The module begins with a brief explanation of how to introduce rational numbers based on integers. Subsequently, complex numbers are introduced as pairs of real numbers and basic operations on these pairs are defined including addition, subtraction, The symbol i (the square root of -1) and the algebraic form of complex numbers are defined. Later we discuss quadratic equations using the quadratic formula, which is still valid among the complex numbers. We state the theorem that every non-constant complex polynomial of degree n has exactly n roots, counted with multiplicity and using complex conjugation we prove that a real polynomial of odd degree always has a real root. We introduce the trigonometric form of complex numbers. We discuss the geometric meaning of addition, multiplication, conjugation. The complex exponential function and its relation to trigonometric functions and the new way of representing a complex number are discussed as well as domain colouring of some complex functions. Expressing linear transformations using complex numbers is introduced. In the final sessions, we will talk about matrices expressing a general (linear) transformation and the addition of matrices. We will discuss the meaning of the determinant as area/volume. We will investigate the existence of a unique solution to a system of linear equations depending on the determinant of the matrix. Matrices of transformations will be looked at in different bases, taking projection as an example. Eigenvectors and eigenvalues are introduced as a simple basis. We will also cover techniques of finding eigenvalues and eigenvectors in simple cases and the explicit formula for the Fibonacci sequence using matrices.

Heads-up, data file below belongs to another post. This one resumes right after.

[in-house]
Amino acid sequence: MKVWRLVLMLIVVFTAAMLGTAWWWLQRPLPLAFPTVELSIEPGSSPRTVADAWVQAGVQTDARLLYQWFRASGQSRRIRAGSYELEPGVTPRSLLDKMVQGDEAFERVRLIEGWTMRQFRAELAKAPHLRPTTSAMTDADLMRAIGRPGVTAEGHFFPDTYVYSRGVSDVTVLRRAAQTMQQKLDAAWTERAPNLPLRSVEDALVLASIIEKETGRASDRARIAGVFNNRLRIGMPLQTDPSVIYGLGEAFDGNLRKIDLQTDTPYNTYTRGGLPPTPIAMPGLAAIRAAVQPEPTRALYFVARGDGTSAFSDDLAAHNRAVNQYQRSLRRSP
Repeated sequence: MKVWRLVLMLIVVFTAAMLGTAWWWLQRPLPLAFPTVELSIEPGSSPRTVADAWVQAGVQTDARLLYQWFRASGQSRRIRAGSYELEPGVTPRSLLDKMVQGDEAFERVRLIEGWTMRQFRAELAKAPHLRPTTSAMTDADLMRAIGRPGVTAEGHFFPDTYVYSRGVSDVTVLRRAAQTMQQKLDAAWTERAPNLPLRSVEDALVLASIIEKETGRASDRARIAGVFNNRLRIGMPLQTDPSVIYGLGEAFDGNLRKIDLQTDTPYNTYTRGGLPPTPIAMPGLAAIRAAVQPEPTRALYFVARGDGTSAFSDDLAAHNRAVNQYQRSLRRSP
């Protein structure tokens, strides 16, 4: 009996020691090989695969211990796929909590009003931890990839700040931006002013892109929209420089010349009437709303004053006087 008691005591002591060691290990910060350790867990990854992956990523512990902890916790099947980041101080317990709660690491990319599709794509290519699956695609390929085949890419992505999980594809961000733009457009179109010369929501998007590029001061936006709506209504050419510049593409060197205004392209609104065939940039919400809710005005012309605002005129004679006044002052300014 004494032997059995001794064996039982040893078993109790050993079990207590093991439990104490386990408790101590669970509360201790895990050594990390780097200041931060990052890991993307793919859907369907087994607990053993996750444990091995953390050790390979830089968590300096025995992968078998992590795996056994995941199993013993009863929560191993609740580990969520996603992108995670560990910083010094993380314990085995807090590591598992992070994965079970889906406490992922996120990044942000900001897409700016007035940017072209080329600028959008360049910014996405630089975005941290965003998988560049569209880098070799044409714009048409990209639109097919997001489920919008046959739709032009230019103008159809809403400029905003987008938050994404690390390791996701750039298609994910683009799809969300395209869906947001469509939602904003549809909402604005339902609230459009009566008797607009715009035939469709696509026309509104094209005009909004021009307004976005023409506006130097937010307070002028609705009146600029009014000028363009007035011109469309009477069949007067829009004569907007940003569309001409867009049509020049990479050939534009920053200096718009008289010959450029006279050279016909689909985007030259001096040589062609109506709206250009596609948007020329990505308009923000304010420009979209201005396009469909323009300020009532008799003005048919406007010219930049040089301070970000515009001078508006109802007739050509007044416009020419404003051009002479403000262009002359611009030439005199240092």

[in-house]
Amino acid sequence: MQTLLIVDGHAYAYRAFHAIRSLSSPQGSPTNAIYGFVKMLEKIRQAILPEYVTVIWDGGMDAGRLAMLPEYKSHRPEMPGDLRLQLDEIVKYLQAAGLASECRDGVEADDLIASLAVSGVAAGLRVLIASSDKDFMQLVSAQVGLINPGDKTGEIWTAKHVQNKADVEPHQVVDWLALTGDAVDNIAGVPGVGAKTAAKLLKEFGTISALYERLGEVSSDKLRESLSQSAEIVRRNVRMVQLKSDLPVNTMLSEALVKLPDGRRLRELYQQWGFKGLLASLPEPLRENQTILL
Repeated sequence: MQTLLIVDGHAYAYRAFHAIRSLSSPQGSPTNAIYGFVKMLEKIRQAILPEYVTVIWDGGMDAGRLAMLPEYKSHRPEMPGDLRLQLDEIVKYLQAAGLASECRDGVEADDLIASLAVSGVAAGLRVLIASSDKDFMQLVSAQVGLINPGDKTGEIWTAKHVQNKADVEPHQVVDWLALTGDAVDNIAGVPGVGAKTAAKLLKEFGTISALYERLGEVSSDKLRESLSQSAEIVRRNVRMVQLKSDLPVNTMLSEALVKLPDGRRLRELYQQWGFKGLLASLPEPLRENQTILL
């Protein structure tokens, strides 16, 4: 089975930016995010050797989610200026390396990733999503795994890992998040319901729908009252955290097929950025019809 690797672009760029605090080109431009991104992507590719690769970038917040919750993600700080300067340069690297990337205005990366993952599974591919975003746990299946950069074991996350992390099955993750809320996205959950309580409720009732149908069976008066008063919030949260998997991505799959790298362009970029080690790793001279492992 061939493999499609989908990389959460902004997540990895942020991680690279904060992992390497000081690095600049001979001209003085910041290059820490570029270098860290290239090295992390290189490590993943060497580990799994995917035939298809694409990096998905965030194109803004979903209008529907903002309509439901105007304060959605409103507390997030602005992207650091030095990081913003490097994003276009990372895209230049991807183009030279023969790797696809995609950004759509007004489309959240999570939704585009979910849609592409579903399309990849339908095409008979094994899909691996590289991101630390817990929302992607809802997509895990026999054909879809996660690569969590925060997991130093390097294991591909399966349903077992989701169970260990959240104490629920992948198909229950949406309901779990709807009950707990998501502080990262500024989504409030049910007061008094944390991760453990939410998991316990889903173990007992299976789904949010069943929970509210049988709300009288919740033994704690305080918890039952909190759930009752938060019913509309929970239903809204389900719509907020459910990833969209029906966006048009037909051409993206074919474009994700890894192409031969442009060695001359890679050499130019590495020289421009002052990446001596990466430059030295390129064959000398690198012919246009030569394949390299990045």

Module Leader:Dávid Szabó